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I married my dream girl about four years ago. We’re generally steady, but I feel like we’ve drifted apart. Reality kind of crashed down on us after planning the big wedding, and it’s been a tough few years moving into our own small place and starting a family. I’m just really tired of all the big-boy responsibilities and I’m getting a little bored. I feel like my wife isn’t as happy as she used to be, either. How do I BBTF with my wife?
Step right up for a little bubble-bursting: You’re not getting that magical glow back, ever. You will never be that bright-eyed, brimming with positivity and excitement that made you feel like you won at life for once. Sounds bleak, but it rings true.
Because that golden time is not what married life promises, and that’s not what it’s about. Scroll past your similarly married friends’ super-happy couple posts and ask them out for a beer to get the real score, and you’ll see. It’s hard. No one blames you for wanting to recapture that post-honeymoon feeling, but the less you wistfully yearn for them so-called “simpler times” the easier it becomes to actually man up and move forward.
Look at it this way: You signed up for a very, very long gig—forever, to be exact—and you’re not going to get very far by retracing your steps. Besides, you’re not looking to remember what it’s like to be happily in love with your wife anyway. You’ve always loved her—still do—but you’ve just conveniently forgotten because times have gotten a little tougher. In fact, it can be argued that you love her even more now, because you’ve already faced down (tick all that apply) horrible bosses and workmates, moving house, crushing debt, crazy in-laws, the purgatory that is pregnancy, the hell that is young and unprepared parenthood… you get it. Feel free to add your own stuff—we don’t know your life. But we do know that life has probably thrown you a ton of crap and yet here you both still are, trying to get back that “glow.” Because you still want to be happy together.
Bottom line: The reason you married this girl is because deep down, you always knew that happy times weren’t always guaranteed, but you were sure she’s the one you’d want to be in the trenches with. Right? No? Oops. That’s a problem for another column.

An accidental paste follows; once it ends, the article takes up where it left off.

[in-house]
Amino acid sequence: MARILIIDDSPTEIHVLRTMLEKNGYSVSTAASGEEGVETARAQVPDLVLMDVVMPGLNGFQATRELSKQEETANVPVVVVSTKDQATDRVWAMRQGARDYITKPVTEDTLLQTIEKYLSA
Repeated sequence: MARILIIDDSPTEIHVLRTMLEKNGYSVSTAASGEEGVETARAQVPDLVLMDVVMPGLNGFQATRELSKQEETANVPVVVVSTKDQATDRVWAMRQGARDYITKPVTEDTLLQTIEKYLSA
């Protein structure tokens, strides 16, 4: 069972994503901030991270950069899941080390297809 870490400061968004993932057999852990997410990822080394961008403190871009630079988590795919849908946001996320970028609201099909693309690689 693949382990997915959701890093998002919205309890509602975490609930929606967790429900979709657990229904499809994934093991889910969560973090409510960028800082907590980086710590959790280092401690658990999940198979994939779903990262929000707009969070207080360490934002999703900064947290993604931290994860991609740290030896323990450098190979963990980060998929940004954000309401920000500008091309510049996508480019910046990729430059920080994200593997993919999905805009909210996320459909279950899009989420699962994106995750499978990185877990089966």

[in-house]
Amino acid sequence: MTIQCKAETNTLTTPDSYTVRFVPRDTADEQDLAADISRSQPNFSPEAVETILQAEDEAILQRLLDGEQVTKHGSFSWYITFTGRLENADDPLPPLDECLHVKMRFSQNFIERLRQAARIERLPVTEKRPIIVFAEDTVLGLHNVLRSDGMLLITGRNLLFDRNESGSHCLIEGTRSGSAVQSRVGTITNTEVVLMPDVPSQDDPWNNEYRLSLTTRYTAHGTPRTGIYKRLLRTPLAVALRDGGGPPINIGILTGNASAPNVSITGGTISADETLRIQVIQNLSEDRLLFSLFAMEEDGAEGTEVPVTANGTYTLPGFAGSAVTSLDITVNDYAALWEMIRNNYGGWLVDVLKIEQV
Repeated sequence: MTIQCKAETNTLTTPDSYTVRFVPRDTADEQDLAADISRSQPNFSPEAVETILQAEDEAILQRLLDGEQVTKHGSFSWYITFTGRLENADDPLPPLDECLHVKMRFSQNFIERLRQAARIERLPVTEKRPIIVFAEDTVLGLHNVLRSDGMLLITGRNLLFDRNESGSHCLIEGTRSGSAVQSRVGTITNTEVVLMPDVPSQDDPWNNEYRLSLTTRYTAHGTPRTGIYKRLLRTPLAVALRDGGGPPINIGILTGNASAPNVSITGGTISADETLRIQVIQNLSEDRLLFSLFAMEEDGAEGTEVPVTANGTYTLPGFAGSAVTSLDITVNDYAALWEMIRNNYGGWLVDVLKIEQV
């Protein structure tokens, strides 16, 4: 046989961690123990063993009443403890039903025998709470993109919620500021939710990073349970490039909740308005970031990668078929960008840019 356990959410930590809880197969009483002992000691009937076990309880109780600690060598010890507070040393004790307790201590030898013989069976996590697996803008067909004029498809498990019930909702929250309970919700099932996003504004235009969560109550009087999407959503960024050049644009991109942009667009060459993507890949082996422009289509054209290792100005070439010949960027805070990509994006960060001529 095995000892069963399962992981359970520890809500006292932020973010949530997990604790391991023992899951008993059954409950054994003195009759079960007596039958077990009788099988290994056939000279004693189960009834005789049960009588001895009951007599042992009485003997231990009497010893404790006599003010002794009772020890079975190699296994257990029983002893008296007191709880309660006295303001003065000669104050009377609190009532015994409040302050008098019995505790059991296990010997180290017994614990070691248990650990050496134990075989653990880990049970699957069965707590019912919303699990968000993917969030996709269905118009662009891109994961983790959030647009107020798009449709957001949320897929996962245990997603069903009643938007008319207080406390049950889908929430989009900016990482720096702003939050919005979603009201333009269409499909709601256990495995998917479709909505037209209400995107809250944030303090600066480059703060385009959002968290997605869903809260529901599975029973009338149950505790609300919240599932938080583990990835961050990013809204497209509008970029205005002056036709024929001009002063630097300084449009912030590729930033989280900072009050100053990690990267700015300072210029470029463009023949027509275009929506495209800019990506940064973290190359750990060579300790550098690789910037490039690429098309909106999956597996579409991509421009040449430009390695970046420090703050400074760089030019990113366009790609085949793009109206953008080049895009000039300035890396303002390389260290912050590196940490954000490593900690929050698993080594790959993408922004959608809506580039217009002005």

So if you can’t get that post-honeymoon glow back, what are you to do? Simple answer: Get yourselves a new glow. You’re tougher, older, wiser (and yes, chubbier and probably poorer). Move on from that magical, whimsical first few months after your wedding—you’ve come quite a way since then. You’ve both dealt with all the change that comes crashing down on you after such a major life move (as you said). It’s not about bringing back that fire—it’s about sparking a new one no matter where you are in your lives right now.
How? Have sex for once. Like, for real. Good-stuff sex. Dust off that discount card and check in, just for kicks. Go to a concert or a gig and bitch about the overpriced beer and how young everyone else in the crowd is. Call in sick and watch stupid YouTube videos together all afternoon. Watch a movie or listen to a genre of music you both previously thought you hated.
It all sounds cliché, but it’s about finding something that genuinely makes you excited and positive about life again and sharing it with her. A renewed love for trashy reality shows or standup comedy specials? A newfound passion for cooking, guided by Buzzfeed Tasty videos? A sudden desire to advocate for shelter animals or the environment? A discovered calling to become a DJ? Whatever floats your boat—as long as it feels like growth for you, and it’s something your wife will see is doing you a load of good. Then have sex for once. Like, for real. You know, good-stuff sex.
More things to try: switch roles or responsibilities for a bit, just to take a walk in each other’s shoes—you may realize how hard it is to keep a house running, and cut her some slack for when she says she’s too tired to do anything fun. Watch her around her friends or family and see her through their eyes. See her—really see her—for a change, without the usual filters of a comfortable routine and familiarity (read: you’ve probably been taking her for granted for a while now). Make it up to her by having sex for once. Like, for real. Give her the good stuff.
Perhaps most importantly: Talk about how discontent you are with life. Dish about how much you hate your boss, admit how much her meddling mother bothers you. There’s no shame in admitting that life isn’t as easy or as fun as you thought it would be—but there’s real danger in bottling that up inside. If there’s anyone who totally gets how sucky you feel right now, it’s your wife. Clear the air, get on the same page. Decide you want to get over this slump together.
Then, have sex again. Like, for real. Good-stuff sex. You get it.